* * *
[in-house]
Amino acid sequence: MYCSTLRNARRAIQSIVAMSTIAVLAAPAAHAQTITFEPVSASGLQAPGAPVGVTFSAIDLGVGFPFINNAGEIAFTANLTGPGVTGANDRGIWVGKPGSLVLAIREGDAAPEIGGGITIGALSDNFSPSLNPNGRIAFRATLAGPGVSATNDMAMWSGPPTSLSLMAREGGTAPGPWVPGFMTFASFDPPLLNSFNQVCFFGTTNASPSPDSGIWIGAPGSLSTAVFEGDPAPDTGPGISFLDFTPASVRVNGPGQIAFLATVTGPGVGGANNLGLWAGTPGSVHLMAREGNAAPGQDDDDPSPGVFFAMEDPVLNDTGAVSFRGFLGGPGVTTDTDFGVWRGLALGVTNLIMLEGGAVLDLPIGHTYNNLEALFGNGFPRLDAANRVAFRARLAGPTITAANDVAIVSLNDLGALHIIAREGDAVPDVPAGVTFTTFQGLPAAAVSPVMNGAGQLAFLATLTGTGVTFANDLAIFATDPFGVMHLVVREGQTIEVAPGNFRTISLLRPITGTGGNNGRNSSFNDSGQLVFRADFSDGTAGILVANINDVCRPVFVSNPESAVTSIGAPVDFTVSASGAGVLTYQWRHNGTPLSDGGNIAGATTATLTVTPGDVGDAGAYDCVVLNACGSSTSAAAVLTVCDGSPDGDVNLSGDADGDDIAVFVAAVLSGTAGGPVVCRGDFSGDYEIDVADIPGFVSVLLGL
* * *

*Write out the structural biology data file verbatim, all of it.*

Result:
[in-house]
Amino acid sequence: MYCSTLRNARRAIQSIVAMSTIAVLAAPAAHAQTITFEPVSASGLQAPGAPVGVTFSAIDLGVGFPFINNAGEIAFTANLTGPGVTGANDRGIWVGKPGSLVLAIREGDAAPEIGGGITIGALSDNFSPSLNPNGRIAFRATLAGPGVSATNDMAMWSGPPTSLSLMAREGGTAPGPWVPGFMTFASFDPPLLNSFNQVCFFGTTNASPSPDSGIWIGAPGSLSTAVFEGDPAPDTGPGISFLDFTPASVRVNGPGQIAFLATVTGPGVGGANNLGLWAGTPGSVHLMAREGNAAPGQDDDDPSPGVFFAMEDPVLNDTGAVSFRGFLGGPGVTTDTDFGVWRGLALGVTNLIMLEGGAVLDLPIGHTYNNLEALFGNGFPRLDAANRVAFRARLAGPTITAANDVAIVSLNDLGALHIIAREGDAVPDVPAGVTFTTFQGLPAAAVSPVMNGAGQLAFLATLTGTGVTFANDLAIFATDPFGVMHLVVREGQTIEVAPGNFRTISLLRPITGTGGNNGRNSSFNDSGQLVFRADFSDGTAGILVANINDVCRPVFVSNPESAVTSIGAPVDFTVSASGAGVLTYQWRHNGTPLSDGGNIAGATTATLTVTPGDVGDAGAYDCVVLNACGSSTSAAAVLTVCDGSPDGDVNLSGDADGDDIAVFVAAVLSGTAGGPVVCRGDFSGDYEIDVADIPGFVSVLLGL